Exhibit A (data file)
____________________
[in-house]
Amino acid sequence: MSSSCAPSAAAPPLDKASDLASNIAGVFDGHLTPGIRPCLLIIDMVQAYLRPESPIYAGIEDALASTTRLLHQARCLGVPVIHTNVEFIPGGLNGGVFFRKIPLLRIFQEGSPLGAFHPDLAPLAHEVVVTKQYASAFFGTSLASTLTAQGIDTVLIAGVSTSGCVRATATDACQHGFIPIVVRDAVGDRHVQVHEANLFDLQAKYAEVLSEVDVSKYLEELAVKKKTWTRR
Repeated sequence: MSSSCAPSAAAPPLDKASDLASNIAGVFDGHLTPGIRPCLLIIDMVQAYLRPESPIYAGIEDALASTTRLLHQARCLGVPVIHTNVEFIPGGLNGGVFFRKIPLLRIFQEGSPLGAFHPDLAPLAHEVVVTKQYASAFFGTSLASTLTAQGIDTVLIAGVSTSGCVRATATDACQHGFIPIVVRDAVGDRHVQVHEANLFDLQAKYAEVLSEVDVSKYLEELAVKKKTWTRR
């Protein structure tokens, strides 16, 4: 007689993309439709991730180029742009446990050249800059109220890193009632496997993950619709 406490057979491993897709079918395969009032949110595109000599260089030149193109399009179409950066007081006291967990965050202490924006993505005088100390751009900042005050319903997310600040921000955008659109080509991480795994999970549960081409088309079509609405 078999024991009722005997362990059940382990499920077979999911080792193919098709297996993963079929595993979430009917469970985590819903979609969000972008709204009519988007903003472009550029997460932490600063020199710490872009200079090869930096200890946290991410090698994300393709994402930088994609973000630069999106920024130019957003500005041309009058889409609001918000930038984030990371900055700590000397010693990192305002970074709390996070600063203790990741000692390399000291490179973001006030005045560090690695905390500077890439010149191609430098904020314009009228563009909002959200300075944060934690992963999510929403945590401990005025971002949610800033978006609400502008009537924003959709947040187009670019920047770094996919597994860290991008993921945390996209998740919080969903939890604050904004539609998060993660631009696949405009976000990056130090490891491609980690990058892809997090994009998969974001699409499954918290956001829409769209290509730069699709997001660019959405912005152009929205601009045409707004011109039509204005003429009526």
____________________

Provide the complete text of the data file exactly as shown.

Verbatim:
[in-house]
Amino acid sequence: MSSSCAPSAAAPPLDKASDLASNIAGVFDGHLTPGIRPCLLIIDMVQAYLRPESPIYAGIEDALASTTRLLHQARCLGVPVIHTNVEFIPGGLNGGVFFRKIPLLRIFQEGSPLGAFHPDLAPLAHEVVVTKQYASAFFGTSLASTLTAQGIDTVLIAGVSTSGCVRATATDACQHGFIPIVVRDAVGDRHVQVHEANLFDLQAKYAEVLSEVDVSKYLEELAVKKKTWTRR
Repeated sequence: MSSSCAPSAAAPPLDKASDLASNIAGVFDGHLTPGIRPCLLIIDMVQAYLRPESPIYAGIEDALASTTRLLHQARCLGVPVIHTNVEFIPGGLNGGVFFRKIPLLRIFQEGSPLGAFHPDLAPLAHEVVVTKQYASAFFGTSLASTLTAQGIDTVLIAGVSTSGCVRATATDACQHGFIPIVVRDAVGDRHVQVHEANLFDLQAKYAEVLSEVDVSKYLEELAVKKKTWTRR
């Protein structure tokens, strides 16, 4: 007689993309439709991730180029742009446990050249800059109220890193009632496997993950619709 406490057979491993897709079918395969009032949110595109000599260089030149193109399009179409950066007081006291967990965050202490924006993505005088100390751009900042005050319903997310600040921000955008659109080509991480795994999970549960081409088309079509609405 078999024991009722005997362990059940382990499920077979999911080792193919098709297996993963079929595993979430009917469970985590819903979609969000972008709204009519988007903003472009550029997460932490600063020199710490872009200079090869930096200890946290991410090698994300393709994402930088994609973000630069999106920024130019957003500005041309009058889409609001918000930038984030990371900055700590000397010693990192305002970074709390996070600063203790990741000692390399000291490179973001006030005045560090690695905390500077890439010149191609430098904020314009009228563009909002959200300075944060934690992963999510929403945590401990005025971002949610800033978006609400502008009537924003959709947040187009670019920047770094996919597994860290991008993921945390996209998740919080969903939890604050904004539609998060993660631009696949405009976000990056130090490891491609980690990058892809997090994009998969974001699409499954918290956001829409769209290509730069699709997001660019959405912005152009929205601009045409707004011109039509204005003429009526």